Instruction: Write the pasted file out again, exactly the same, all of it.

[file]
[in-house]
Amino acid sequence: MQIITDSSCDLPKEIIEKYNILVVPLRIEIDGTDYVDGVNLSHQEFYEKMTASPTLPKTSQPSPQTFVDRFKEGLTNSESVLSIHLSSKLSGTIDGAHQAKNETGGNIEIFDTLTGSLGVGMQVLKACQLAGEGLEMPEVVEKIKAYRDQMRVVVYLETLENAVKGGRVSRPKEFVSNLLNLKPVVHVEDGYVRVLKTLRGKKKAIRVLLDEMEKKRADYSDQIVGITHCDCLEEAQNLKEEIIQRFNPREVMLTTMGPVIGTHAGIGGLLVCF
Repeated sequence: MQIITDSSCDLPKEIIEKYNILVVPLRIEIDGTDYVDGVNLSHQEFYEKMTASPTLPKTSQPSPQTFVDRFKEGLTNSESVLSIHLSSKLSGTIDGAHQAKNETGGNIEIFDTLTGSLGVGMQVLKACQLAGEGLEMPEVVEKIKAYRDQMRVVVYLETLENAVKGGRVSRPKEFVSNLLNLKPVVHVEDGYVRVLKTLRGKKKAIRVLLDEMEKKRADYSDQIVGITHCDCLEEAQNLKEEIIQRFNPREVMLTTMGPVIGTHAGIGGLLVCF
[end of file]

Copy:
[in-house]
Amino acid sequence: MQIITDSSCDLPKEIIEKYNILVVPLRIEIDGTDYVDGVNLSHQEFYEKMTASPTLPKTSQPSPQTFVDRFKEGLTNSESVLSIHLSSKLSGTIDGAHQAKNETGGNIEIFDTLTGSLGVGMQVLKACQLAGEGLEMPEVVEKIKAYRDQMRVVVYLETLENAVKGGRVSRPKEFVSNLLNLKPVVHVEDGYVRVLKTLRGKKKAIRVLLDEMEKKRADYSDQIVGITHCDCLEEAQNLKEEIIQRFNPREVMLTTMGPVIGTHAGIGGLLVCF
Repeated sequence: MQIITDSSCDLPKEIIEKYNILVVPLRIEIDGTDYVDGVNLSHQEFYEKMTASPTLPKTSQPSPQTFVDRFKEGLTNSESVLSIHLSSKLSGTIDGAHQAKNETGGNIEIFDTLTGSLGVGMQVLKACQLAGEGLEMPEVVEKIKAYRDQMRVVVYLETLENAVKGGRVSRPKEFVSNLLNLKPVVHVEDGYVRVLKTLRGKKKAIRVLLDEMEKKRADYSDQIVGITHCDCLEEAQNLKEEIIQRFNPREVMLTTMGPVIGTHAGIGGLLVCF